1. Click to Upload a photo (10 MB limit)
  1. I would probably just not go back there. It sounds like the chef doesn't know how to cook, so why bother. Who knows what's really going on behind the scenes. Maybe they put in the whole egg. Maybe the chef quit and someone else is cooking who has no clue. I would have said something to the server like, "hmm, do you know why the kitchen used egg whites instead of a yolk? I've never had a carbonara before that had egg whites in it."

    If I was with someone to where it was uncomfortable bringing it up while we were there, I'd just not bother going back. I might give them one more chance if someone insisted on going there a 2nd time, but there are too many restaurants to choose from to go back to a place like that IMO.

    1 Reply
    1. re: rockandroller1

      Ya. High price mixed with incompetence makes for no return visit. Nothing to see here, move along.


    2. I have commented on food I thought wasn't very good, but it has rarely made a difference so I say little unless a dish is so bad it has to be returned. (Must admit I was surprised by your statement that "egg whites don't come anywhere near this dish." I've always made Carbonara with whole eggs, plus extra yolk/s. Checked a number of Italian chefs' cookbooks and whole eggs were part of all the recipes.)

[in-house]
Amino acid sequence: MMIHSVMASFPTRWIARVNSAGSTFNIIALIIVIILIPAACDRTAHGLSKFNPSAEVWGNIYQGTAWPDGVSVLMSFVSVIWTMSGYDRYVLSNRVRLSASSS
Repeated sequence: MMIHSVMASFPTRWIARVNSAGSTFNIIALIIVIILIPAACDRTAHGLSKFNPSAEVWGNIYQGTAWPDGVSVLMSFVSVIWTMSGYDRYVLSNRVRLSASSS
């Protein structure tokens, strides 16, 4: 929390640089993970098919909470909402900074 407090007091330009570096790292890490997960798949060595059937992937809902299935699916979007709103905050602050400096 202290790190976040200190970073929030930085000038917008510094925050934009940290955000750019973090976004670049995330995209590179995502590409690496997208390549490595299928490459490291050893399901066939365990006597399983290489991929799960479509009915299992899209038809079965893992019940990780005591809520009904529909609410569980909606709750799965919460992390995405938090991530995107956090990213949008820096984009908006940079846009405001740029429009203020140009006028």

5 Replies
      1. re: escondido123

        Fair enough, I've never made it with whole eggs, just the yolks. I suppose if it was tempered properly, the egg whites must be able to work in it, but I've never found it that way. Although since the dish was described with "egg yolk" and not "egg", it seemed that the restaurant and I were on the same page with regards to expectations.

        1. re: Chris VR

          My husband makes a wonderful carbonara with whole eggs and no cream.

        2. re: escondido123

          I also make my carbonara with whole eggs, as do the Italians who taught me. Perfectly acceptable. Eggs lightly hand-beaten appropriately before adding to the dish, it mixes well with the cheese forming a nice coating to the pasta. You actually wouldn't "notice" egg white were involved.